But this year, for many, Christmas won’t hold the same excitement that it normally does. Excitement might be tinged with guilt at relatives who will be spending Christmas alone. Care free enjoyment will be curbed by restrictions, acting as a constant reminder that there is a cloud hanging over this particular festive period. After the year we’ve had collectively, it is more likely than not that most will experience a variety of feelings towards Christmas. If we think about it as the Nandos spice spectrum with extra hot being the most excited you’ve ever been for some much needed rest and merriment, to the mediocre indifference, and the mango and lime attitude of let’s just skip the whole thing altogether. All perfectly acceptable sauces. And all perfectly acceptable feelings.
4 potential attitudes to Christmas in 2020
- The Get me Christmas NOW people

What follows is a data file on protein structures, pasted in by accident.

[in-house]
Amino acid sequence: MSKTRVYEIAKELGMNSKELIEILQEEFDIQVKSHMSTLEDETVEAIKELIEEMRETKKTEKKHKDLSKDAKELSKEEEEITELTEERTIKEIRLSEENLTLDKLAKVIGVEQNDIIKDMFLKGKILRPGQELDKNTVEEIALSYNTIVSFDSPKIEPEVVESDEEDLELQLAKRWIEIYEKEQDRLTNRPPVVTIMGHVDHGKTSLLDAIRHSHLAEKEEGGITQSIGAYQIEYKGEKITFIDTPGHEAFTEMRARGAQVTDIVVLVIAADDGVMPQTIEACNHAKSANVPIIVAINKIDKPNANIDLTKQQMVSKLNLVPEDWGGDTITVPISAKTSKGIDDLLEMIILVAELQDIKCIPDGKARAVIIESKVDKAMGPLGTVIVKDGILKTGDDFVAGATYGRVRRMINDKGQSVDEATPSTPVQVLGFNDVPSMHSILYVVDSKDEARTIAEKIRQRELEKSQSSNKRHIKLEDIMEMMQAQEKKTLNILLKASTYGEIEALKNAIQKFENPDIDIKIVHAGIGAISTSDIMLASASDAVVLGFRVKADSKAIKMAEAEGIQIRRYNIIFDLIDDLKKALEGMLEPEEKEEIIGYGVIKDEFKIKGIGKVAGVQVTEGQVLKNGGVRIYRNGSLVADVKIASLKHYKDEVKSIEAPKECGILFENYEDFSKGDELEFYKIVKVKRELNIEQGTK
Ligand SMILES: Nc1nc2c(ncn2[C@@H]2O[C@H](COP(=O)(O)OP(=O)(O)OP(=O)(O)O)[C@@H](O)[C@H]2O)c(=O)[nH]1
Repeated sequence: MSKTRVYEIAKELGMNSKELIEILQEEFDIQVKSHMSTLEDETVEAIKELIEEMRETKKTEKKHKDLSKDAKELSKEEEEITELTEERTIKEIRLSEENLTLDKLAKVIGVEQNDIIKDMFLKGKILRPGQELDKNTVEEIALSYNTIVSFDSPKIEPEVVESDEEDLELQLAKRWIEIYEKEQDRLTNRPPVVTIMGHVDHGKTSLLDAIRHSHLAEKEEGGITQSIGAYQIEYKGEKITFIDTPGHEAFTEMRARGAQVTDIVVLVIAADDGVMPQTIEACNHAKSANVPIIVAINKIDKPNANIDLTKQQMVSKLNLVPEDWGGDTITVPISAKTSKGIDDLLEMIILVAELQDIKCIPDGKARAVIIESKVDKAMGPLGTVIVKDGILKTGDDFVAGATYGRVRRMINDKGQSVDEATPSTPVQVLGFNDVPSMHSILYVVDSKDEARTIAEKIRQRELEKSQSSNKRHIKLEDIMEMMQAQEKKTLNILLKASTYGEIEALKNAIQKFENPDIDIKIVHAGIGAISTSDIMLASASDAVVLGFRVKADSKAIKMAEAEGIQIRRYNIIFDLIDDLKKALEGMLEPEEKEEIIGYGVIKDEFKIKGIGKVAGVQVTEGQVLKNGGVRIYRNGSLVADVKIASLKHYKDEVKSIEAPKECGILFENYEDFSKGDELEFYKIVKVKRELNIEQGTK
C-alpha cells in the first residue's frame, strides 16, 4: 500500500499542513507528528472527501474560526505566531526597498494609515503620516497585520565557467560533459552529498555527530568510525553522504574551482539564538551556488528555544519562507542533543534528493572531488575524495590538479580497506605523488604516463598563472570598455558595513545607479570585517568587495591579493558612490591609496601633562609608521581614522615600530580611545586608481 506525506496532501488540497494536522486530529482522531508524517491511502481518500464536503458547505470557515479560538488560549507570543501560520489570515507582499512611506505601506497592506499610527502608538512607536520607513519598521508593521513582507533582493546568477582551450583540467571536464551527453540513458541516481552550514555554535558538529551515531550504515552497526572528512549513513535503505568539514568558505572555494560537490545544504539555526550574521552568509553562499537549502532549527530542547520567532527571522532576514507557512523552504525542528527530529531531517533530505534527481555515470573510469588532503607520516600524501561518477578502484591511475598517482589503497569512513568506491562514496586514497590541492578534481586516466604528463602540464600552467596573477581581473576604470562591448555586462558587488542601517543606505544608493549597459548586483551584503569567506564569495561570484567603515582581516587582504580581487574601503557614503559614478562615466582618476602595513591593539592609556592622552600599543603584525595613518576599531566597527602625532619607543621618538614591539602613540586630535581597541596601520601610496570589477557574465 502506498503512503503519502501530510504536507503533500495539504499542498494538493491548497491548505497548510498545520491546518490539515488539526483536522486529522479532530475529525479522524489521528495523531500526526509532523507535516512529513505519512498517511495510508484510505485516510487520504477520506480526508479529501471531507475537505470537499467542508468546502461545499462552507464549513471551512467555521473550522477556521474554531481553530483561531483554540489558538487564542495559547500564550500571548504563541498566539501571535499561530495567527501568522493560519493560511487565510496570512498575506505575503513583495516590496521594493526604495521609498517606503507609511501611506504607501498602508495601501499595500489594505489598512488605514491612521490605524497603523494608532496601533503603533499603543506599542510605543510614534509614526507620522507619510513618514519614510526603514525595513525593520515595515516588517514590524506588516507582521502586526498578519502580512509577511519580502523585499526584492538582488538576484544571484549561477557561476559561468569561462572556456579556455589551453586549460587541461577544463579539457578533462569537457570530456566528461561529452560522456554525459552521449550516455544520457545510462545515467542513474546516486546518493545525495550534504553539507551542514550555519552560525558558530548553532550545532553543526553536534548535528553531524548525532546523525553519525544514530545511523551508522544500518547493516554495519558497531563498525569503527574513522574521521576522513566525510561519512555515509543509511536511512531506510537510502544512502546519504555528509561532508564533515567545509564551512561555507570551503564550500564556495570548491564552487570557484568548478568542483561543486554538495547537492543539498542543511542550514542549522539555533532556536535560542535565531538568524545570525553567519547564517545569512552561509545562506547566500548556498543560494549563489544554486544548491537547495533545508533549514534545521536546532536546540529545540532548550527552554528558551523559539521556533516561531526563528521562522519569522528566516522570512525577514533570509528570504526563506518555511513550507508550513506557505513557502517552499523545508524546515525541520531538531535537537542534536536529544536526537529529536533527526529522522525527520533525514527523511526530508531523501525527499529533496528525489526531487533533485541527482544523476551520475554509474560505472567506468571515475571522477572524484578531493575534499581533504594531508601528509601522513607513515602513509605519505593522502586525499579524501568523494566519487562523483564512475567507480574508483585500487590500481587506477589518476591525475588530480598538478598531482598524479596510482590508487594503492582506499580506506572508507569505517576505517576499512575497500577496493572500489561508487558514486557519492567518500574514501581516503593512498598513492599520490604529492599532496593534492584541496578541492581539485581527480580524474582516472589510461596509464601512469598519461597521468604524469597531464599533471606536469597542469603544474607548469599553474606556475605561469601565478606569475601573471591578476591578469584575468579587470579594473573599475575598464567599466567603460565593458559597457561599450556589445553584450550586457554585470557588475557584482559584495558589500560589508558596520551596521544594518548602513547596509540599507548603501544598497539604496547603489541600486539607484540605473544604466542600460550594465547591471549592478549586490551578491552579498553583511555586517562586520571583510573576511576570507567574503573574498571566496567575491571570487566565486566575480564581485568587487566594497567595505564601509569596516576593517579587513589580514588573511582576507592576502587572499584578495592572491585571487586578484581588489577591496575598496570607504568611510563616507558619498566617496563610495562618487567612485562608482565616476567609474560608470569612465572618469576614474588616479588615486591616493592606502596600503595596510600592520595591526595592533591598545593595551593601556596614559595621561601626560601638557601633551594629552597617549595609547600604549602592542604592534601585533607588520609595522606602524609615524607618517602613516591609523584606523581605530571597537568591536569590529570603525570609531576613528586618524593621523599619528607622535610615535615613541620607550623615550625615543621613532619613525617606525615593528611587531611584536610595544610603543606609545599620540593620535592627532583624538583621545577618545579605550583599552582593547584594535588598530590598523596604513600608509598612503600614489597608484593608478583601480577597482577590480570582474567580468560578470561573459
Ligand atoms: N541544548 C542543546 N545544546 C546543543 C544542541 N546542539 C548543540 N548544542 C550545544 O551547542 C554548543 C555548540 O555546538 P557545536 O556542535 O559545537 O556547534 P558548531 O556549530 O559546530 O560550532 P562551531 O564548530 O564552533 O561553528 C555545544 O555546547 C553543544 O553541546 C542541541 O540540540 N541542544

This person has tunnel vision for Christmas, and will go above and beyond to make up for all the lost fun.
Yes this year’s been a bit of a shitter – lockdown OG, no holidays, lockdown 2.0 yada yada yada, but we can put all that behind us as soon as we hit the 20th December. Christmas this year will be better than ever before, because we’ll appreciate it more than ever before – in fact, Christmas ’20 is throwing a life jacket to the entire year.
Spending time with family, copious red wine and G+Ts, exchanging gifts, pulling crackers and watching family favourite films. The Christmas dinner is so close you can almost smell it – the honey glazed carrots, the salty bacon clinging to the turkey, the brandy fumes escaping the Christmas pud. Just a few more measly weeks to get through, and we can get the much needed rest and relaxation we all deserve.
- The lets give this one a miss people
The realists. The ones who know that it is likely we’ll return from our Christmas holidays to tighter restrictions in January, normally a pretty grim month anyway. Is five days of young and old mixing up and down the country, spreading the virus when we are still sans vaccine really worth it? Christmas is an annual phenomenon. We didn’t give Covid a 5 day holiday when Eid fell during the first lockdown – can we really not give Christmas a miss just this once?